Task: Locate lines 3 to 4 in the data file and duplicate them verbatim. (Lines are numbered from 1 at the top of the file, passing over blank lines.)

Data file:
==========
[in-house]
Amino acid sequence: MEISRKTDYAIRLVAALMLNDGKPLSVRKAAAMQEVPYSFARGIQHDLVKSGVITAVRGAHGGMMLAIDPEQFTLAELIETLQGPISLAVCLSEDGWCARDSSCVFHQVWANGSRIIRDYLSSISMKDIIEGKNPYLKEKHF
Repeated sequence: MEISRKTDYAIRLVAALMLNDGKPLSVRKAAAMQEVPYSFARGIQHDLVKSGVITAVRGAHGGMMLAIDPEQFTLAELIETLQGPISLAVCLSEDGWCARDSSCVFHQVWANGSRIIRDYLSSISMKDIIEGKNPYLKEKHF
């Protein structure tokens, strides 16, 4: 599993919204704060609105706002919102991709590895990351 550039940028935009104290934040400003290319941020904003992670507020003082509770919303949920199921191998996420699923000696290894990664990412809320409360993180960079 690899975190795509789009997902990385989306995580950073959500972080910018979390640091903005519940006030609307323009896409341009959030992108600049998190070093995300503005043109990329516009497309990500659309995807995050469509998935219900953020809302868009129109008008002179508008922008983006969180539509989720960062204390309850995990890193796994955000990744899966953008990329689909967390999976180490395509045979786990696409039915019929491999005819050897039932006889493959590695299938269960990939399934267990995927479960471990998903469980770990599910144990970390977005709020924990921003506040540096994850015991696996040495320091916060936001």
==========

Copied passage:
Repeated sequence: MEISRKTDYAIRLVAALMLNDGKPLSVRKAAAMQEVPYSFARGIQHDLVKSGVITAVRGAHGGMMLAIDPEQFTLAELIETLQGPISLAVCLSEDGWCARDSSCVFHQVWANGSRIIRDYLSSISMKDIIEGKNPYLKEKHF
């Protein structure tokens, strides 16, 4: 599993919204704060609105706002919102991709590895990351 550039940028935009104290934040400003290319941020904003992670507020003082509770919303949920199921191998996420699923000696290894990664990412809320409360993180960079 690899975190795509789009997902990385989306995580950073959500972080910018979390640091903005519940006030609307323009896409341009959030992108600049998190070093995300503005043109990329516009497309990500659309995807995050469509998935219900953020809302868009129109008008002179508008922008983006969180539509989720960062204390309850995990890193796994955000990744899966953008990329689909967390999976180490395509045979786990696409039915019929491999005819050897039932006889493959590695299938269960990939399934267990995927479960471990998903469980770990599910144990970390977005709020924990921003506040540096994850015991696996040495320091916060936001």